Government is seeking to hire a public relations firm for a new “high intensity’ campaign to promote its plan for a new cruise berthing facility in George Town harbour.
With more than 80% of the required signatures for a people-initiated referendum now verified by the Elections Office, a public vote on the controversial project is inching closer.
And the Ministry of Tourism is gearing up for a potential vote.
It has put out a Request for Proposals for what it describes as a “public education campaign”.
Details of the likely expense of the campaign are not included in the advert, but government is only required to electronically advertise projects likely to come in at a cost of more than $100,000.
In a response to an open records request in late 2018, government acknowledged that it has retained public relations firm Fountainhead on a $5,000-a-month contract, worth $30,000 through to the end of January as well as spending an additional $25,000 on advertising. The new RFP, advertised to prospective bidders on government’s public purchasing portal, describes the cruise berthing facility as “the largest infrastructure project proposed by the Cayman Islands Government to date”.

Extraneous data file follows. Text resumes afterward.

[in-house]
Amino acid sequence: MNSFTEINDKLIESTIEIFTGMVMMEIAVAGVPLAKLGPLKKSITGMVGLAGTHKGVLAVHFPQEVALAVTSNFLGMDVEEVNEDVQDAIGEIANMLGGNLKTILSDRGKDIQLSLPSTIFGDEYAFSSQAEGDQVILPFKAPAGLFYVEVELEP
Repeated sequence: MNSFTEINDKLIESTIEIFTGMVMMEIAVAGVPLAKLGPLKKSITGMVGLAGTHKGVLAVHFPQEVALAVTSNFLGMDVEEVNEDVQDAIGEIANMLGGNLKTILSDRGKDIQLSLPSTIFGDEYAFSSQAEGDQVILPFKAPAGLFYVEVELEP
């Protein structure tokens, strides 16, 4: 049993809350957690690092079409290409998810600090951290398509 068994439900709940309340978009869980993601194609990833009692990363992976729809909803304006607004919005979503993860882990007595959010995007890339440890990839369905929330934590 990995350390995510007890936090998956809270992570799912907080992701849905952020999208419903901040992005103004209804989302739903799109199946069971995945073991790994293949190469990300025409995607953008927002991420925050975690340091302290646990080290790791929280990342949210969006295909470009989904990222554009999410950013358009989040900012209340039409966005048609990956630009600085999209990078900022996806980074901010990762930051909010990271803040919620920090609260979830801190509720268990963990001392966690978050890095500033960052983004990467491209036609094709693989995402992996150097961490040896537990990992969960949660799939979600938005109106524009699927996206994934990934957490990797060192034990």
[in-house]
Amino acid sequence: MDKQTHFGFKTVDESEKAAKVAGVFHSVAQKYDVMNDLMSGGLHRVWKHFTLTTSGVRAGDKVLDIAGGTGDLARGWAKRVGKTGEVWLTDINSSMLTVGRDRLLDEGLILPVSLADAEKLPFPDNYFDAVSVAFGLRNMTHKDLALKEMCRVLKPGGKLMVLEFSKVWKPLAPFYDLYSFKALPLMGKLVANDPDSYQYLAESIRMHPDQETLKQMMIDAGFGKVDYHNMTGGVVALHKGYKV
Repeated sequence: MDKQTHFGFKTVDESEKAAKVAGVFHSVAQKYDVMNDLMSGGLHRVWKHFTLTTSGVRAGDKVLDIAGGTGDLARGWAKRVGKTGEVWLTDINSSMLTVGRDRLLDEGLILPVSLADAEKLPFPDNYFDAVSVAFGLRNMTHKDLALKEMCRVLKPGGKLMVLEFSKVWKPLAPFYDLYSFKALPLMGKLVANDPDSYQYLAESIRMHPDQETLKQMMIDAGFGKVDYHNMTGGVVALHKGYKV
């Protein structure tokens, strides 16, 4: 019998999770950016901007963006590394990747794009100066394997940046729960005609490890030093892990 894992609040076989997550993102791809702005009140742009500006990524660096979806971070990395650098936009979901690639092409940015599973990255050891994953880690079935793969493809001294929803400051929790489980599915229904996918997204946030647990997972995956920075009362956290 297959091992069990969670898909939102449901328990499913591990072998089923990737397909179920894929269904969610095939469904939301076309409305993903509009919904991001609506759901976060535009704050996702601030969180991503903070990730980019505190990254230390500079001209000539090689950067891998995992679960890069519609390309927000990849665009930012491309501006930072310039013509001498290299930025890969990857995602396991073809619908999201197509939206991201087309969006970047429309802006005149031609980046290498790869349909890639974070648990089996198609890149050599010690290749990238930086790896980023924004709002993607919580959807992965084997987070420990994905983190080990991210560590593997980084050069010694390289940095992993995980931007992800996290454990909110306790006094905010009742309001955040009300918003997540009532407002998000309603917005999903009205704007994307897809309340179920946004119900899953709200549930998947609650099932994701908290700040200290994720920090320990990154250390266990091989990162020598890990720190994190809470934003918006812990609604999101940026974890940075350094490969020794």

It states that government is now in a position to share more information with the public following the selection of the preferred bidder.
Verdant Isle Port Partners was announced last month as the winning bidder on the project, which also involves upgrades to the cargo port and has a total estimated cost of $196.5 million.
The RFP states government’s belief that the project is “likely to be the largest single determinant of the future prospects for cruise tourism in this jurisdiction”.
It indicates the ministry is seeking a “specialist public relations, marketing and advertising agency with strong experience in campaign development and implementation”.
The winning bidder will “provide strategic and tactical marketing communications support for a focussed, persuasive, high intensity public education campaign,” the advert states.
It indicates that government is seeking to step up its public relations campaign, now that the extensive procurement process is reaching its conclusion.
“Government is now in a position where it can embark on a high intensity, comprehensive PR and marketing communications public education campaign to provide information to the public that previously could not be disclosed due to the ongoing procurement process.
“Government’s lawful requirement to keep details of the negotiations confidential until this stage had been reached has led to accusations of lack of transparency and has given rise to misinformation circulating in the community, which this public education campaign will seek to address by providing the facts.”